|Index||4 reviews in total|
I saw this when it first was released on video, and now, 5 years later,
to watch it again from a different perspective.
Character development - there's not much with the exception of Josh.
Plot - sort of vague, it goes from one situation to the next with aside comments and monologues spliced together and thrown in just for fun and transition.
So what is it about? Very simply put - the differences between men and women and how difficult they can be to understand.
Why this title? No clue. But it sort of makes sense; how many people over the years have understood that Steve Miller was saying "the pompatus of love", and if they understood it, how many knew what the heck he meant by it?? Exactly! But the song was still a big hit. It sounds cool and is a blast to sing along with. Men and women, despite all the griping, jokes, cliches and misunderstandings between the two genders, still keep getting together and, hopefully, can make it through life with their sanity, intelligence and love intact.
There is no pat answer with which to end this movie. Life doesn't have any either. I'm not one for vague endings. I usually prefer to have a Hollywood Happy Ending. But this works for me for some reason. There's no blinding vision of how one must change to be able to live happily ever after with the object of one's affection. It's just an acceptance that there are differences. Maybe not understood, but now one knows that they are there and can work with them; or around them; or whatever it may take.
It's a good look at relationships for the over 21 crowd. It's a good movie.
This movie is a victim of the post-"Diner" post-"Seinfeld" syndrome, in
which inane conversation takes the place of true characterization. It's
amusing at times, but ultimately leads nowhere - both the conversations and
the movie. The Adrian Pasdar / Mia Sara / Paige Turco storyline was perhaps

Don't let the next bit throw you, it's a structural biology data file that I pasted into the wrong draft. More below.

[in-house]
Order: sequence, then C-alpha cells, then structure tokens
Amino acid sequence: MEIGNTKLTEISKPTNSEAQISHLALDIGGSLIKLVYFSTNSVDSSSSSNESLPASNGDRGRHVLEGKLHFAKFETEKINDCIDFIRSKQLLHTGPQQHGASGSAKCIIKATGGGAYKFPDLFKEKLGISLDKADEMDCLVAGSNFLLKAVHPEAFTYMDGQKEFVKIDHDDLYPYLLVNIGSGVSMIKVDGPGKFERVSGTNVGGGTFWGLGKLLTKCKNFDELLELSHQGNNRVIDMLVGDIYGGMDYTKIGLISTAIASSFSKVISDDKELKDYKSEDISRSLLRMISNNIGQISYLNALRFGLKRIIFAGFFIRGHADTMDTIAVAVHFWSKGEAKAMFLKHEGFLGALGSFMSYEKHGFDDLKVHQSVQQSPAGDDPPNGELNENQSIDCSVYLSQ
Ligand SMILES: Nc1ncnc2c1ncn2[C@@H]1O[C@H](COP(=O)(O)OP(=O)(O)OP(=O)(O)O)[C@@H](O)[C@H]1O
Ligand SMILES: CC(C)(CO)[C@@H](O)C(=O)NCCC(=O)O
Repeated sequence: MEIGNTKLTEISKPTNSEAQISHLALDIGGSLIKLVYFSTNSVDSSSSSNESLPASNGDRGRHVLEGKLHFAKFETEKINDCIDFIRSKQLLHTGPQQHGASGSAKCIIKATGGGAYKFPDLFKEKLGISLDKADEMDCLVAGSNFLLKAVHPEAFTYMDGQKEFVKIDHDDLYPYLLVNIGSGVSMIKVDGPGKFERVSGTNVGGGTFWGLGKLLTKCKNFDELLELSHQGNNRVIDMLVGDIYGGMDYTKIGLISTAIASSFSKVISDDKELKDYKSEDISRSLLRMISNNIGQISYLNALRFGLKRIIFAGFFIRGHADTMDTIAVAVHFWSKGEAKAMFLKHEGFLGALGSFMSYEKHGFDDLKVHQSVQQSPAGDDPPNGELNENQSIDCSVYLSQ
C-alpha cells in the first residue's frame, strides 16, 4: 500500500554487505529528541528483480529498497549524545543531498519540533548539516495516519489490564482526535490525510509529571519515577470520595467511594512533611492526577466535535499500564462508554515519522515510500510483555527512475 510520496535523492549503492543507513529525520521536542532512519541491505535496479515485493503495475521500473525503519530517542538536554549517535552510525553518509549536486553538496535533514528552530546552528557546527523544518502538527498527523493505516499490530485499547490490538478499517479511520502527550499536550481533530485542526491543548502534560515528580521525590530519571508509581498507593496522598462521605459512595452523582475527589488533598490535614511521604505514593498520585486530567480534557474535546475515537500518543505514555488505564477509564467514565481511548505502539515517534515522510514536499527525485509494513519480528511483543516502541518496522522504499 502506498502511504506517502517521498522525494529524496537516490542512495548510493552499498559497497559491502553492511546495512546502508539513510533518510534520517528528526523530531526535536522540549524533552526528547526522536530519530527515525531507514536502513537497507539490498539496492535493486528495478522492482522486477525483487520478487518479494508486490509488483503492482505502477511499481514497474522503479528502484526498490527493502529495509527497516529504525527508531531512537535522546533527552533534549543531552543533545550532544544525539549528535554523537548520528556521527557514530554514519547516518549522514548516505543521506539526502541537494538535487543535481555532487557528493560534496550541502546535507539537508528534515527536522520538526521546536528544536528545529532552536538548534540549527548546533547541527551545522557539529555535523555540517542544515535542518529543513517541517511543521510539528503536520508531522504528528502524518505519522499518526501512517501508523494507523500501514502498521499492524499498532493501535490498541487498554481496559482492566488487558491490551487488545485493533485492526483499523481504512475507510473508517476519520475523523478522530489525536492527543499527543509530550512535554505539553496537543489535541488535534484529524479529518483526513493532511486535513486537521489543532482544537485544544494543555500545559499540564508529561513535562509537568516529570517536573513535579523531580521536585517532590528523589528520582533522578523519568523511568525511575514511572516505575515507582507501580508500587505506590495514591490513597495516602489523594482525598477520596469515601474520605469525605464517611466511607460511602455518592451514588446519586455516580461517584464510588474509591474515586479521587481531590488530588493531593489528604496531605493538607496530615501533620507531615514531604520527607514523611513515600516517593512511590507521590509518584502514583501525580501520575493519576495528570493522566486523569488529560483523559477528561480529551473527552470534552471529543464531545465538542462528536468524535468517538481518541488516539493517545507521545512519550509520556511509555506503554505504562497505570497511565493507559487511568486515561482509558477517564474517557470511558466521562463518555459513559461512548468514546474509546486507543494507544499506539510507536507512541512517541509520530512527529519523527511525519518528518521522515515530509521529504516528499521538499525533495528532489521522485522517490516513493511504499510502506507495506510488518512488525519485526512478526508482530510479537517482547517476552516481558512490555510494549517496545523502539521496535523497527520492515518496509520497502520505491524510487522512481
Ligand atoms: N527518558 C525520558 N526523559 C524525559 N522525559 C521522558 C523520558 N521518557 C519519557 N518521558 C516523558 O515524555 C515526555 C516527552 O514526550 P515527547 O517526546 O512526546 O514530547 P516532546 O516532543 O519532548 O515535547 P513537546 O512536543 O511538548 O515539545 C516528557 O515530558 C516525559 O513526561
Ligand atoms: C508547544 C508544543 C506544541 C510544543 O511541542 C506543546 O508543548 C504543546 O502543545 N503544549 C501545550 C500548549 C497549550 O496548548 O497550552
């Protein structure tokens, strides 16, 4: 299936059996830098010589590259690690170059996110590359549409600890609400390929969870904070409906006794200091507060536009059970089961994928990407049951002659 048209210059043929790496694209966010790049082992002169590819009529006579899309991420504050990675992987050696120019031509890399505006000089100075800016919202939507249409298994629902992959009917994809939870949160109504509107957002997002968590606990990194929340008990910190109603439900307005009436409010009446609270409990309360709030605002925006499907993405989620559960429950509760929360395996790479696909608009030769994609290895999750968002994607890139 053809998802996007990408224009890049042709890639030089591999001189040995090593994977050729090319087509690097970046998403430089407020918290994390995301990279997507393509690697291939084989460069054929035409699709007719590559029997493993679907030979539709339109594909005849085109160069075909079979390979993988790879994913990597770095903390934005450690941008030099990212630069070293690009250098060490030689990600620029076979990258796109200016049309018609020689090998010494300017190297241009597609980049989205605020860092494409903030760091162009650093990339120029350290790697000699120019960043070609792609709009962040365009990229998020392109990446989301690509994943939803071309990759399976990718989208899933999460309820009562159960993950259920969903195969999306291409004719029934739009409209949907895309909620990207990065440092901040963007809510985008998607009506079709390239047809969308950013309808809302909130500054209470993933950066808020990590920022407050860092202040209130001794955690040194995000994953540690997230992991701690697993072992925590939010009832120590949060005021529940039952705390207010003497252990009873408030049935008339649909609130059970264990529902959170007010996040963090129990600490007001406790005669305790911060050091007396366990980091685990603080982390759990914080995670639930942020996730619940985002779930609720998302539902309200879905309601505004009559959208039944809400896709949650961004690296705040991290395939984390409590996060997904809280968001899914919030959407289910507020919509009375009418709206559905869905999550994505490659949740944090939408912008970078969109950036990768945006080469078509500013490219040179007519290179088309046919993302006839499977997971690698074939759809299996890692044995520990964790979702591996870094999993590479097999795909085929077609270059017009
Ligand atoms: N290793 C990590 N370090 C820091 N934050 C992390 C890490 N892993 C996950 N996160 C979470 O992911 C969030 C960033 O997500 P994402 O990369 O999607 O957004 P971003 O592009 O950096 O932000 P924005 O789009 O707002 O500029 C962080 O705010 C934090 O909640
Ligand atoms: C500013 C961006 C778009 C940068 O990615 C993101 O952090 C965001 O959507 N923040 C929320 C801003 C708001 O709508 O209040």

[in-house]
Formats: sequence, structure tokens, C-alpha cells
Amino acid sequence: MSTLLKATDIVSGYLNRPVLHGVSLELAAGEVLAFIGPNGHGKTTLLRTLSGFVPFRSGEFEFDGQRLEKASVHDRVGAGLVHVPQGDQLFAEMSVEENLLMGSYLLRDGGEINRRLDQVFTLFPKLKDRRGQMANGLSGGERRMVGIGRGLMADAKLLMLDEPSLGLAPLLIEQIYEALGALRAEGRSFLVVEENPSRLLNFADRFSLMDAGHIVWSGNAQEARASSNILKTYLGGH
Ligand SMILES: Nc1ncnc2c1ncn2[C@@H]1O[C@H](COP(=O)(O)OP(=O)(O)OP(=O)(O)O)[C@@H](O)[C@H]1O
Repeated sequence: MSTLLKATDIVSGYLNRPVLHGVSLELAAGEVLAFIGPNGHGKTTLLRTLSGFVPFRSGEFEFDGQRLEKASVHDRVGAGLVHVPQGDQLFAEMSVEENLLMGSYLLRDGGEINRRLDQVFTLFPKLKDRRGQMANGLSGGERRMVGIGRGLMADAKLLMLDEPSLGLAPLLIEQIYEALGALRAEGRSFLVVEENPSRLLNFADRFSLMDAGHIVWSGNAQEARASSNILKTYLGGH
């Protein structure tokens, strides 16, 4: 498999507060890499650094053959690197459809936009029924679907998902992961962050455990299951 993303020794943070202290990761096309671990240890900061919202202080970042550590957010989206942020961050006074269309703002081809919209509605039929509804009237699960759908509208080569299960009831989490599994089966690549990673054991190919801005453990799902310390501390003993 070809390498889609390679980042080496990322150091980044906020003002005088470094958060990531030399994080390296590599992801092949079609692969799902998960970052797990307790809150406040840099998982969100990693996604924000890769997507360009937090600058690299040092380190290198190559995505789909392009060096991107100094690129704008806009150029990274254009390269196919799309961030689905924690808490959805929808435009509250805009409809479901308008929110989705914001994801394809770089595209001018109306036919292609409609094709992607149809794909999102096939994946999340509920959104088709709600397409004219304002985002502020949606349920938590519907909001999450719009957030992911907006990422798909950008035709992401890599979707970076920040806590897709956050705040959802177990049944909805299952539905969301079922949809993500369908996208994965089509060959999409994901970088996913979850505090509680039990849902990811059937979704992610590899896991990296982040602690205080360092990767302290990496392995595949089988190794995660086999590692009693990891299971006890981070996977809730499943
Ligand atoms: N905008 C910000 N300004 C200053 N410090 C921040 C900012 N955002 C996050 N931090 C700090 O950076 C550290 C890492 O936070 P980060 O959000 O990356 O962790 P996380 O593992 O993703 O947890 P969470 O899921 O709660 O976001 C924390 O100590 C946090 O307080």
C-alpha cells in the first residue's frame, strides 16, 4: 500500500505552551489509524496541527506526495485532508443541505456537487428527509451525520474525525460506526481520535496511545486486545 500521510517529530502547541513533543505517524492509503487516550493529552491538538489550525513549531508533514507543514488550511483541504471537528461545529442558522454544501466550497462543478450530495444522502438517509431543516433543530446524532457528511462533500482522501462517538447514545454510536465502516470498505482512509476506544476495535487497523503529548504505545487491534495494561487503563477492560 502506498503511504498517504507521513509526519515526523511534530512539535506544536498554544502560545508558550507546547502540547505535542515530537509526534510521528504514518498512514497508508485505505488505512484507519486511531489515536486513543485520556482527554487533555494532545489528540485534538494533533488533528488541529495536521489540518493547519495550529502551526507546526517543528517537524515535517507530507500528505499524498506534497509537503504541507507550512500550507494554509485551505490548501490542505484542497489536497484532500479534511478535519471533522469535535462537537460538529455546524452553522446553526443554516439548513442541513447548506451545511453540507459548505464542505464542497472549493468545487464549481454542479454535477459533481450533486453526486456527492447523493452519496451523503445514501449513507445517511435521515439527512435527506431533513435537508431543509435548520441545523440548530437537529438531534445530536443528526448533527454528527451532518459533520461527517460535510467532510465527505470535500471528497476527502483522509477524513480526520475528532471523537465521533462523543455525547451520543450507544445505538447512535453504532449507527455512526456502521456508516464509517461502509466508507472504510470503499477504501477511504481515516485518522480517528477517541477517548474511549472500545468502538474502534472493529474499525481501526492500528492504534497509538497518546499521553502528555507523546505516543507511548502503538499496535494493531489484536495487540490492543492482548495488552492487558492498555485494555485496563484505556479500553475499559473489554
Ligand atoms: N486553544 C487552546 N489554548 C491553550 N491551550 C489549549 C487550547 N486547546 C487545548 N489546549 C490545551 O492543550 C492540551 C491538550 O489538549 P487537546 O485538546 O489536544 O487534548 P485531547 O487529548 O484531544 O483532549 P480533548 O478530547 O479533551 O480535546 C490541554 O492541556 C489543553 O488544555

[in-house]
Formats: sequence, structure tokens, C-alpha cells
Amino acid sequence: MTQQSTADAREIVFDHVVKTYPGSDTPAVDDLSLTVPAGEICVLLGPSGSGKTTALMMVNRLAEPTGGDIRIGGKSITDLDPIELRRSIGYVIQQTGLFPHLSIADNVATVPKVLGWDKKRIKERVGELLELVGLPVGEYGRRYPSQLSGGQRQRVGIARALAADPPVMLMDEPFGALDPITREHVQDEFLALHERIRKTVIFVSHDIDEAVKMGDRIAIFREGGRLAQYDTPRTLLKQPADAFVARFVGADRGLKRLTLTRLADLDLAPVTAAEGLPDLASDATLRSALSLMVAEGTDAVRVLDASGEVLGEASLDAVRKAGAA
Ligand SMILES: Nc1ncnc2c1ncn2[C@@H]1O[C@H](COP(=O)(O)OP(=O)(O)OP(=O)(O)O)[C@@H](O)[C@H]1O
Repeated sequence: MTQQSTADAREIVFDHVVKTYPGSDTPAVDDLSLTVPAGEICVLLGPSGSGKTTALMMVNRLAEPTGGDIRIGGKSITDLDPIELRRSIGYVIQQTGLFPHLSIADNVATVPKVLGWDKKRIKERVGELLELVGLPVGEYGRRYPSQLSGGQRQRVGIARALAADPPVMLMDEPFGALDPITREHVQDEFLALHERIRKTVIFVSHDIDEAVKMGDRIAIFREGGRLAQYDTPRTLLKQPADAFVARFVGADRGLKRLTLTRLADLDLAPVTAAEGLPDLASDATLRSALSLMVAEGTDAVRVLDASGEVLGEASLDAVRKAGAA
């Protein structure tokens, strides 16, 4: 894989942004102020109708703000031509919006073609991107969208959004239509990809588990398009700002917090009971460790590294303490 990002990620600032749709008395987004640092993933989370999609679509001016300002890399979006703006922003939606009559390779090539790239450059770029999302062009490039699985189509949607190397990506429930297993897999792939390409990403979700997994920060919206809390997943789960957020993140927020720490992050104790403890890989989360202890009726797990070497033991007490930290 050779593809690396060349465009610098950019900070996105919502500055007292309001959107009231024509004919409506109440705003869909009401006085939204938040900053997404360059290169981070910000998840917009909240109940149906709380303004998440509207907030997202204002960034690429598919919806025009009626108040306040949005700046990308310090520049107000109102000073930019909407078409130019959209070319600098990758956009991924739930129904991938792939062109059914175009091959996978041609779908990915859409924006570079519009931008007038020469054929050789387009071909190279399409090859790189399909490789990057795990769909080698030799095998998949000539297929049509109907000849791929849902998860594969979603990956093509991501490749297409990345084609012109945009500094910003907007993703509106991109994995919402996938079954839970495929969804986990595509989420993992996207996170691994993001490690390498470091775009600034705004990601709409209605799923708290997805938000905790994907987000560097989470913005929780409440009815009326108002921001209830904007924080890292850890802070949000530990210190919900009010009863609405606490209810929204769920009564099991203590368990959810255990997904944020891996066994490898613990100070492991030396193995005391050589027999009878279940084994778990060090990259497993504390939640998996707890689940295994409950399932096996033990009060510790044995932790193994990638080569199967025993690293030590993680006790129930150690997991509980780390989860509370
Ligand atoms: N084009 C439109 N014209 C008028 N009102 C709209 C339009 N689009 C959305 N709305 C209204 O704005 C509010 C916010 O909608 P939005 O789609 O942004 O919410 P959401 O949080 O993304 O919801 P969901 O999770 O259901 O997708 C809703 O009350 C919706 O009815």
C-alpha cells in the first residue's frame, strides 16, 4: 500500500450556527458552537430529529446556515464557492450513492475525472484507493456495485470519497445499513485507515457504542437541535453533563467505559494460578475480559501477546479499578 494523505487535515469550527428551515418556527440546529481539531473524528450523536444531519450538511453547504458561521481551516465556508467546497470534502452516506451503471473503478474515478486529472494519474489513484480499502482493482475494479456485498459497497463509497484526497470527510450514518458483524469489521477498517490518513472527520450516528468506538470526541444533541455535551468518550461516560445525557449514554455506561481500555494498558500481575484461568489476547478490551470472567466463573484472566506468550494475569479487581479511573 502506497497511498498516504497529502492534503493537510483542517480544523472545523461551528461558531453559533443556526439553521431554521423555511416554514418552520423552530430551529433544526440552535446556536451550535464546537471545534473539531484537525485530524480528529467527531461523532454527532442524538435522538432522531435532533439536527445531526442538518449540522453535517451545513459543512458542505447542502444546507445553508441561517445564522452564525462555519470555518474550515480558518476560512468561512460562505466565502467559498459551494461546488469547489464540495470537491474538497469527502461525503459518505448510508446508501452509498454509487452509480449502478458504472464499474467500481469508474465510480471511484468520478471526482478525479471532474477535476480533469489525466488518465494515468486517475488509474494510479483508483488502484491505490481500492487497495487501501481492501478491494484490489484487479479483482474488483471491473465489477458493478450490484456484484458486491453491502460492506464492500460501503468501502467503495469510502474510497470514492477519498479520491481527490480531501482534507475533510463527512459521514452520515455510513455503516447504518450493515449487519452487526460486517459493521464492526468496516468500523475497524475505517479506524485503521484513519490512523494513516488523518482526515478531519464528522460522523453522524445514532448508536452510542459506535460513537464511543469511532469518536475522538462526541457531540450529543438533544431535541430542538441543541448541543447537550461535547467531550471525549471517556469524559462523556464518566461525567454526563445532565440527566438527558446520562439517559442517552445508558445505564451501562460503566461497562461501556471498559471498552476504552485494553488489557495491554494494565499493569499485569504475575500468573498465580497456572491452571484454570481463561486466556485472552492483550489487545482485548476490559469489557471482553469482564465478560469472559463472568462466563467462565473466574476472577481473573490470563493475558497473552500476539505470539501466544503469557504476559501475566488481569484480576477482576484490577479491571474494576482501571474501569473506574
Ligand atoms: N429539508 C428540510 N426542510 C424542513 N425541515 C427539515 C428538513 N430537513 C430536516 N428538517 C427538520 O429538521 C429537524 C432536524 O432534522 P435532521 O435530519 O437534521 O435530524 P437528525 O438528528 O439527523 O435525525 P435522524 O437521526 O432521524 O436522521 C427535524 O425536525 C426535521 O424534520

the most entertaining and had the most potential, but a movie like this is
only as good as the worst bit of it. And everything about the Jon Cryer
story is horrible - it should have been left out or at least given fourth
place (instead of the most followed) subplot.
It's entertaining in its own way, I suppose. And it gets points for being funny and for some clever referencing of 50s and 60s TV shows. Watch "The Brothers McMullen" instead for a similar movie done better with less money.
The movie has no great insights, and the style is somewhat derivative, but the performances are pretty good, and it is watchable. My primary complaint is that the best character in the movie is a woman that appears in the last half and gets relatively little screen time even after that. The movie Swingers has a similar subject, and is much better.
This movie seems sort of like the pilot for an unusually clever sitcom; the
dialog is often very entertaining, but its character development is very
weak, bordering on nonexistent. Thus, the movie feels like a collection of
amusing but unrelated incidents that don't really lead anywhere or to
anything. The ending seems more like just a convenient stopping point
where very little has been resolved, so it provides little feeling of
resolution. I was not bored while watching it, but I'm glad I didn't pay
$7.00 to do so.
Overall Rating: 6 (out of 10), or 2 1/2 stars (out of 4)
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